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By Nichola Groom
Aug 2 (Reuters) - A deal among U.S. Senate Democrats that would provide faster approvals for fossil fuel projects in exchange for party-line support for a spending bill focused on tackling climate change drew harsh criticism from environmental groups on Tuesday.
U.S President Joe Biden and Senate Democratic leaders have agreed to measures speeding fossil fuel permitting, including for the controversial Mountain Valley natural gas pipeline in Appalachia, to secure West Virginia Senator Joe Manchin's backing for a $430 billion spending bill, according to Manchin's office and a summary of the agreement seen by Reuters.
The bill would increase corporate taxes and be the biggest ever U.S. government investment in combating global warming.
Following the news, which was first reported late on Monday, energy company Equitrans Midstream Corp said it would complete the natural gas pipeline from West Virginia to Virginia in the second half of 2023.
The side deal would also deliver a range of permitting reforms for large infrastructure projects, according to the one-page summary. Those reforms include limiting the length of environmental reviews, centralizing the power to approve projects to just one government agency, identifying priority energy projects to be fast-tracked, and reining in the length of court challenges.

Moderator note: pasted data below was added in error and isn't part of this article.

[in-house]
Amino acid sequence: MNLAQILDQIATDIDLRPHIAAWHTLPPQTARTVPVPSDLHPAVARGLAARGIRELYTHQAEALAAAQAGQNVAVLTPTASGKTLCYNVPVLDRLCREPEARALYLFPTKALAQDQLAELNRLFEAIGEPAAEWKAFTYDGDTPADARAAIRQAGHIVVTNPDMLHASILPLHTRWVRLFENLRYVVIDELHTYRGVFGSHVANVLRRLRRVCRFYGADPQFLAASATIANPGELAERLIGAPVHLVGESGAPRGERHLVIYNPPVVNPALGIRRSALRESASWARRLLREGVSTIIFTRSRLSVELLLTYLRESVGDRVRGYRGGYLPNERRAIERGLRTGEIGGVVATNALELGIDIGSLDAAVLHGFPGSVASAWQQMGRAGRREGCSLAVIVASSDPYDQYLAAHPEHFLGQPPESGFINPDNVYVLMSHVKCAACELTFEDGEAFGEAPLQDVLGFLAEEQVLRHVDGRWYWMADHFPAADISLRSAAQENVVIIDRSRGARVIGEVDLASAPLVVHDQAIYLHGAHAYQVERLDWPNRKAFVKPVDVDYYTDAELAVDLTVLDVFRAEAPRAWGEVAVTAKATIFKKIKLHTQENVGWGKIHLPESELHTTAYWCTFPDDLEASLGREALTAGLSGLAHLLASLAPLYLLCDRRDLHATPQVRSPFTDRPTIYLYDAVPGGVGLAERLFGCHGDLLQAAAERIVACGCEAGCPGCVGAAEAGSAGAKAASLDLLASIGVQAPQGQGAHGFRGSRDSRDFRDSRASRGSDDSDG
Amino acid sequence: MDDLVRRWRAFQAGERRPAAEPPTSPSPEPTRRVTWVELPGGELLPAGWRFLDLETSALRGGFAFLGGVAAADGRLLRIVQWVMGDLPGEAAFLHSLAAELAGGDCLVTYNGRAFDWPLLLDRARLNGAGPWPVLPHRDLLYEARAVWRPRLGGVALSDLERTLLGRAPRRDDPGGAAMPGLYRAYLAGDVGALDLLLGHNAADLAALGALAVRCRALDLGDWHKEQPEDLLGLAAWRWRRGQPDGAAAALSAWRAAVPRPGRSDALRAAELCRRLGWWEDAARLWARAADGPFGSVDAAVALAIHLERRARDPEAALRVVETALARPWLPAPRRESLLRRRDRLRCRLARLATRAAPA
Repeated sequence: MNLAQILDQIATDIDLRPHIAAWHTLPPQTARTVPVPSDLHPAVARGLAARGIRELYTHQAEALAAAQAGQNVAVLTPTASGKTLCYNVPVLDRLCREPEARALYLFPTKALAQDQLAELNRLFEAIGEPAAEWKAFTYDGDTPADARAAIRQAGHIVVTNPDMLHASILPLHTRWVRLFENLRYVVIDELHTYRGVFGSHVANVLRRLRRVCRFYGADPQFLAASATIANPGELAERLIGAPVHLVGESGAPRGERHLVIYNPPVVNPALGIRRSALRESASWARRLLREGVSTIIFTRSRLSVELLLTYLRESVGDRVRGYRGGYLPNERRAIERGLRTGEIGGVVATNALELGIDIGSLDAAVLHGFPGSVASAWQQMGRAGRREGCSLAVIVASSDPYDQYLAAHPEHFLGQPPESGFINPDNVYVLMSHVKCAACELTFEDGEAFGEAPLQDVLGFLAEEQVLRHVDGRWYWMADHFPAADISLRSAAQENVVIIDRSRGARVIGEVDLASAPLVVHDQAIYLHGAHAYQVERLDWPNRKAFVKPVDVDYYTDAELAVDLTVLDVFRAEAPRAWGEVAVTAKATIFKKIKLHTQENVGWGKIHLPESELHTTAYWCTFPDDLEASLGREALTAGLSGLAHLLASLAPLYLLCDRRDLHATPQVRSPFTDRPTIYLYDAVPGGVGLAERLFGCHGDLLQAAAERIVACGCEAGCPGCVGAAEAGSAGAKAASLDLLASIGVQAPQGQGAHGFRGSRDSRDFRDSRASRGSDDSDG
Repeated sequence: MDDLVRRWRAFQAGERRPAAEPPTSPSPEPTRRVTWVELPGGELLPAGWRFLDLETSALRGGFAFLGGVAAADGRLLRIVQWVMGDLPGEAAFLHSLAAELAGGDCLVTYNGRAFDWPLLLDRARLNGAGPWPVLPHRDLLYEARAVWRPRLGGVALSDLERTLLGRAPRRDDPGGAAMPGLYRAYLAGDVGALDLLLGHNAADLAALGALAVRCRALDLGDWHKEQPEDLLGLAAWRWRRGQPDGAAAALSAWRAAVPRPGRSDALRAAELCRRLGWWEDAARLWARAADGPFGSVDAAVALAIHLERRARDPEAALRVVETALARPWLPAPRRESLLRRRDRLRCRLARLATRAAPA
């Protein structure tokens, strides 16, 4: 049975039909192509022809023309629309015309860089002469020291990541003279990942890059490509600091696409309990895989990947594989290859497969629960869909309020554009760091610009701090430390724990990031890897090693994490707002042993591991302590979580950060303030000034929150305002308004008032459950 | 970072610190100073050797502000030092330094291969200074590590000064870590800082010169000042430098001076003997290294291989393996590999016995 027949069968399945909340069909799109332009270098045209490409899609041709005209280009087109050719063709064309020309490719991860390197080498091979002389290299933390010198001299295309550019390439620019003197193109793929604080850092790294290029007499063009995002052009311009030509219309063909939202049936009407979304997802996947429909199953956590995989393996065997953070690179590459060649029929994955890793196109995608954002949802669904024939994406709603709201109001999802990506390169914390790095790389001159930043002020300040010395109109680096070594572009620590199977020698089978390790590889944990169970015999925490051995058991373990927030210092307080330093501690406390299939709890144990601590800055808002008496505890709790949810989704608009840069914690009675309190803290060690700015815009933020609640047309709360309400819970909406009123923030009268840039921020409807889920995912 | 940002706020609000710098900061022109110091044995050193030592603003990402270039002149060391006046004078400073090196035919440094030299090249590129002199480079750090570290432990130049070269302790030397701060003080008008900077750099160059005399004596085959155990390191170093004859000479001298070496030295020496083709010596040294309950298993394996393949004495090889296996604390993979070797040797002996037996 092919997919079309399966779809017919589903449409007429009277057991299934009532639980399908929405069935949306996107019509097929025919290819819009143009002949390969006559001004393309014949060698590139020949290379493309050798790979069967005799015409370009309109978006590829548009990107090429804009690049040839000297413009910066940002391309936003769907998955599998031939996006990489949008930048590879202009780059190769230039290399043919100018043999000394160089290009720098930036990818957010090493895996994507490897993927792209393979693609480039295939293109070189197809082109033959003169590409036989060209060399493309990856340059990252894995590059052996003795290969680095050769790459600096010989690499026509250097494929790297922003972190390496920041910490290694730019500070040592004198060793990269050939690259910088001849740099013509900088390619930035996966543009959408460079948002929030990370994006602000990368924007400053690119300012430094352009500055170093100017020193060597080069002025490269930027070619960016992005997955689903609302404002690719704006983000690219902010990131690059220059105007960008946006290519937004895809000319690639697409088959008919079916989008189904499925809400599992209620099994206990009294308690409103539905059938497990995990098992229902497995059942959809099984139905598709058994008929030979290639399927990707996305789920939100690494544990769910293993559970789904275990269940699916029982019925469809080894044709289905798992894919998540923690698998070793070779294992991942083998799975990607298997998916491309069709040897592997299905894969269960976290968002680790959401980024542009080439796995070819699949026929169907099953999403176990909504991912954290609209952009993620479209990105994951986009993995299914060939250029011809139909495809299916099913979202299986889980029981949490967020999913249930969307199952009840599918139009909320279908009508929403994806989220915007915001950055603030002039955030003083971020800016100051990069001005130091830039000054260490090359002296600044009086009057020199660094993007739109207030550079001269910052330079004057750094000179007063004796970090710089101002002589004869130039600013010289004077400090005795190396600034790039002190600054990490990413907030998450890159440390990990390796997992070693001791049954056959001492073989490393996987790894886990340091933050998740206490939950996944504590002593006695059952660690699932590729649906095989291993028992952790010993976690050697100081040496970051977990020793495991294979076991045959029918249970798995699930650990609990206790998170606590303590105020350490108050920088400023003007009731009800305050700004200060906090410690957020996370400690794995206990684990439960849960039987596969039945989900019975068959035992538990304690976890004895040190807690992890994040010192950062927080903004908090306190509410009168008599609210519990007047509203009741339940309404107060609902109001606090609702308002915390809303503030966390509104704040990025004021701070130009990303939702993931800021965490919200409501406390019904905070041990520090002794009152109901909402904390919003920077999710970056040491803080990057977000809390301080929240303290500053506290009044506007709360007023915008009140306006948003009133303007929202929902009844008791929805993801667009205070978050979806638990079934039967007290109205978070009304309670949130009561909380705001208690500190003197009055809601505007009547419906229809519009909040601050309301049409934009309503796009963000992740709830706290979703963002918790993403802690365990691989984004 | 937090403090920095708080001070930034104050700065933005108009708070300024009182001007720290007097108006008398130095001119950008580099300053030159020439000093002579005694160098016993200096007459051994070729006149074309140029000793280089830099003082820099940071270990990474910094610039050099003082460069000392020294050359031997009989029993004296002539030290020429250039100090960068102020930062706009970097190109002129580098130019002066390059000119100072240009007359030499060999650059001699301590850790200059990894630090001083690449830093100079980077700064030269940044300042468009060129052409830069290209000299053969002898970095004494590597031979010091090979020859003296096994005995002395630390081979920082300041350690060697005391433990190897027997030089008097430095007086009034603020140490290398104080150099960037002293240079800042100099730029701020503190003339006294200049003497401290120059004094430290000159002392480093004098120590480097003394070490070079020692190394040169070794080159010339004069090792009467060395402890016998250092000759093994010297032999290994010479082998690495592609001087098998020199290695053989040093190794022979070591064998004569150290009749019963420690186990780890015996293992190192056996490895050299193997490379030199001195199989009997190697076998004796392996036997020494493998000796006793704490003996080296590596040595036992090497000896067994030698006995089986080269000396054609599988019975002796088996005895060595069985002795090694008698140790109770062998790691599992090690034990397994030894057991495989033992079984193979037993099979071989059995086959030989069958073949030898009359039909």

The White House did not respond to requests for comment.
"The price to be paid for Manchin's vote looks more and more like an oil and gas wish list," Jean Su, energy justice program director for the Center for Biological Diversity, said in an emailed statement. "This backroom deal threatens communities and the environment, while shunting aside state and tribal input."
Senate Republicans expressed skepticism about the agreement, demanding to see more details.
"With no legislative text, Dems can walk away from the table once they get their partisan bill passed," Senator Shelley Moore Capito said in a tweet.
An oil and gas industry source, who did not want to comment publicly without seeing formal legislative language, said the sector applauded efforts to streamline permitting.
"It's very important that Senator Manchin, as part of the agreement, introduce the legislation and urge Congress to take it up," the source said. "Congress needs to act on it." (Reporting by Nichola Groom Editing by Marguerita Choy)